A full featured git client and code editor for iPhone and iPad. Source combines a powerful code editor with syntax highlighting for over 100 languages with a git client so you can commit, pull, push, branch, and more, with specific integrations for GitHub, Bitbucket and Gitlab. It also includes a built in coding keyboard inspired by Swift Playgrounds with common programming characters that can be used across iOS as a 3rd party keyboard. […]
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A tool that runs during your CI process and gives teams the chance to automate common code review chores. Danger can help lint your tasks in daily code review by leaving messages in your pull requests based on rules that you create with the Ruby. As rules are adhered to, the message is amended to reflect the current state of the code review. It runs a Dangerfile that you set up per-project with a collection of project specific rules. Danger currently supports Circle, Travis, Jenkins, Buildkite, Semaphore, TeamCity, Xcode Bots, Drone, and Surf and can easily be integrated with fastlane. […]
A Git client generating pretty diffs built right into Sketch. Git Sketch Plugin lets you follow a typical Git flow – after working normally on your designs, you can create a branch, commit the changes, push your changes to a remote and create a pull request to merge into master, all from a convenient menu right in Sketch. The plugin creates PNGs of each artboard in your Sketch file so you can easily view visual pretty diffs in your Git client of choice or GitHub, as you make changes. […]
An iOS app for managing issues for your GitHub, GitLab or Bitbucket projects on iPhone and iPad. Branches offers a convenient way for you to navigate open or closed issues, create your own issue list filters, see all commits on all branches and view detailed pull requests including comments, commits and file diffs for free. You can also upgrade the app with in app purchase to unlock creating and editing issues and comments, assigning issues to collaborators, closing and reopening issues and more. […]
A new cross-platform Git client built on Electron, meaning it runs natively on Mac, Windows, and Linux. GitKraken is 100% standalone, so once it’s installed, it will work directly with your repositories with no dependencies. You don√¢‚Ç¨‚Ñ¢t even need to have Git installed on your system. It has full integration with GitHub and Bitbucket allowing you to search for and interact with all your public and private repos, and it supports the Git Flow methodology, allowing you to initialise a workflow per repository and get to work on Feature, Release, and Hotfix branches. GitKraken has just entered public beta and is free to download. […]
A GitLab and GitHub client for iPhone. Trident makes it easy to keep track of all your repos by letting you browse project files and folders with full syntax highlighting from any branch or commit. You can easily create, edit, comment and close or reopen issues, and organise your issues with labels or track progress with milestones. It also overs loads of extra features specifically for GitLab, including notifications and merge requests, but more features for GitHub are in development. […]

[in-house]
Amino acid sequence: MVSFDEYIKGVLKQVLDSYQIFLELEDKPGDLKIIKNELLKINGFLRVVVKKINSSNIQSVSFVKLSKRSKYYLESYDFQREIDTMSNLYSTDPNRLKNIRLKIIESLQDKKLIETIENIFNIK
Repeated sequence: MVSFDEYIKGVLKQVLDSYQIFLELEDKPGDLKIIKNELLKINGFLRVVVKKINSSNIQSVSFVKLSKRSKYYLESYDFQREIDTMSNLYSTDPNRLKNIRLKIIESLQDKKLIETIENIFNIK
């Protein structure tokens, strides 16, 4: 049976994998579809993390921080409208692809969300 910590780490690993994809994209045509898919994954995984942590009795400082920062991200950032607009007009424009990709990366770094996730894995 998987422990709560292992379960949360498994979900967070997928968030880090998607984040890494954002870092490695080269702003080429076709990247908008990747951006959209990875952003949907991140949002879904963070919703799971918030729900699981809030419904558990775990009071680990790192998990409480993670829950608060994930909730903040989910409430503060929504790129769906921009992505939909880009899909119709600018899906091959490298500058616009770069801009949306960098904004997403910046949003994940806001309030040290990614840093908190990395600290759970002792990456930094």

An iOS app for managing your GitLab projects on iPhone or iPad. GitLab Control gives you full access to your GitLab projects with the built in code viewer and search tools. You can fully navigate your code tree, issues, milestones and code snippets or search for any filenames, IDs or labels. You can also capture, organise and prioritise your team√¢‚Ç¨‚Ñ¢s issues, and stay up-to-date using activity streams displaying commits, issues, and more across all repositories. […]
A collection of really useful additional utilities for git. Git Extras currently includes over 40 extra commands that add missing functionality and speed up using git. The list is long and constantly growing but some of my favourites include: ‘git summary’ that outputs a repo summary including age, file count, commit count and authors listed by contributions; ‘git fork’ that forks a repo on GitHub, clones the repo into the current directory and adds the original repo as a remote so can track upstream changes; and ‘git changelog’ for automatically generating a changelog from tags and commits. […]
A huge collection of useful hidden and not so hidden features of Git and GitHub. The GitHub Cheat Sheet was inspired by Zach Holman’s Git and GitHub Secrets talk at Aloha Ruby Conference 2012 and his More Git and GitHub Secrets talk at WDCNZ 2013, and has go on to become an essential list of Git related tips. It covers everything including hidden URL parameters, Gists, keyboard shortcuts, markdown formatting and loads more. They are also accepting pull requests if you have any other tips that have been missed. […]
A searchable collection of the most frequently asked Git questions. First Aid Git lists all the topics for you to browse or search by keyword. Answers for the questions were collected from the authors personal experience, Stack Overflow, and the official Git documentation, but the site and list of answers is also open source so you can suggest your own on GitHub but submitting a pull request. First Aid Git is a handy alternative to digging through Stack Overflow or the Git documentation. […]